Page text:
Troyes passed our clearance before takeoff, issuing a squawk and next frequency. We departed with around a 1500 foot cloudbase and made early contact with Seine. Our routing was initially a little further south than I would have liked, but understandably took us clear of the busier airports to our west. We were in and out of cloud for a time, often between layers and quite comfortable.
Once clear of the south of Paris, we were given a more direct routing to the north west towards BOBSA, effectively a shortcut which would normally be ideal. However this did bring us towards more unsettled weather, so I asked for and was granted a direct to another waypoint GONEK that put us on a westerly track and would get us away from the worse weather. After a short time, it calmed down and we were soon back in VMC.
I asked for a direct to our destination, which would be outside controlled airspace, and was given a Standby. After a few minutes with no further updates, I asked for a radio check but no reply. So we changed to the area information service, which wasn’t aware of our flight but did give us another frequency to call and we were able to proceed as planned. Once with Jersey control and able to see the island well before we crossed the coast, I asked for joining instructions. They still had us as an IFR flight and offered a vectored ILS which we accepted gratefully. All very well flown by John who had by now been hand flying for over 2 hours.
Jersey Aero Club
Each time I visit they seem to have improved the facilities here. The fuel truck had arrived to ask if and how much we wanted before we had disembarked. The airport now has LPV approaches (was only LNAV before) for both ends of the runway. The Aeroclub office is downstairs by the pilot entrance, making it easier to move about inside the building thereafter. I filled in the mandatory GENDEC immigration form on their computer, paid landing fees and fuel (benefitting from AOPA discount) and we walked upstairs to the lounge for a snack lunch.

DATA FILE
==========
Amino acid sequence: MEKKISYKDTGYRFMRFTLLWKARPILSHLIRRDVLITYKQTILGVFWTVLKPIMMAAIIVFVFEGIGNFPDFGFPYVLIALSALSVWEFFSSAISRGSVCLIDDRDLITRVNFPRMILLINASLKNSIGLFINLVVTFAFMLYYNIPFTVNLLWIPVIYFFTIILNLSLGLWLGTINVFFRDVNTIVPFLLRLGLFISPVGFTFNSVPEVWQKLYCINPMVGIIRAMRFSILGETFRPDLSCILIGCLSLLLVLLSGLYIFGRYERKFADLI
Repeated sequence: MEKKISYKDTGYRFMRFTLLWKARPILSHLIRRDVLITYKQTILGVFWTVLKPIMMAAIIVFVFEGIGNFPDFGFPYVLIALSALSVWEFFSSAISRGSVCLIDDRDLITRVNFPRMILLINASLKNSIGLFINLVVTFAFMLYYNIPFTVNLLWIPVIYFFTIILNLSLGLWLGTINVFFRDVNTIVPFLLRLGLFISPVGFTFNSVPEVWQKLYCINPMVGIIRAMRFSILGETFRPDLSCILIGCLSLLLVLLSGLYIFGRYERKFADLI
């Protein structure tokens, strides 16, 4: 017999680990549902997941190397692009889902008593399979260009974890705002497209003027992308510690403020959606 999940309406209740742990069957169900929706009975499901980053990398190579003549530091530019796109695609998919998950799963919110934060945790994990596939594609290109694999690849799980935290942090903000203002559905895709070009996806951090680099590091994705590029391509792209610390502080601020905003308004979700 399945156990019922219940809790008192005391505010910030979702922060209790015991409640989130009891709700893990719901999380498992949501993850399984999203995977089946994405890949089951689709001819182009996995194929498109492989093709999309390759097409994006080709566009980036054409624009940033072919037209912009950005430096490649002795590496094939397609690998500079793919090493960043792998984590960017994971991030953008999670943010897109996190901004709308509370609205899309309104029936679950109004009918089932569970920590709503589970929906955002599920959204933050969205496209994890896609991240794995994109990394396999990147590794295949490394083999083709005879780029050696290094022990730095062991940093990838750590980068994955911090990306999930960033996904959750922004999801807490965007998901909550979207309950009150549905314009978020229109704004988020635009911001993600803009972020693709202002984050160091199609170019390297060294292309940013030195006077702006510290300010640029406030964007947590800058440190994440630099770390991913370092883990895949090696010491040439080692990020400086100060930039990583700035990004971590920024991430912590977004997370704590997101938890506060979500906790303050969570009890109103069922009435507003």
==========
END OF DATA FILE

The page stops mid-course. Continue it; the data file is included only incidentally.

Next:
Jersey to Gloucester
The final leg home was planned with a direct a route, passing through the Portland Danger Areas and Bristol Class D. There was a good tailwind, so the time should be relatively short. After departure, Jersey Control routed me towards Cap De La Hague, but relatively quickly released me on my own navigation to depart to the north as I pleased. Initially suggesting we spoke with Bournemouth Radar, I Freecalled Plymouth Military for a transit through their Danger Area which was granted. There had been a lot of activity earlier in the day for the D-Day commemoration, but I heard nothing else on frequency. Bournemouth, then Bristol for a transit, then back to Gloucester for a direct downwind join on runway 22.
Taxiing back to the hangar after such an amazing trip was a pleasure. Five countries, eight flights in five days. This is what all those years of training and practice have been for. John commented that it had changed his perception of what a long flight was – most of his trips have been an hour or so maximum, while we averaged more than double that. I’m still chuckling that we managed to coax an elderly 150hp aircraft up to 9,500 feet. Perhaps we should strap some skis on it for our next visit.
Total flight time for this tour: 17:40 (spread across 8 flights, average 2:16)
Total PIC this trip: 11:55 (of which 3h25 flown IFR by John)
Total PIC: 855:50
Total Time: 1036:35
Great write up and great trip – thanks David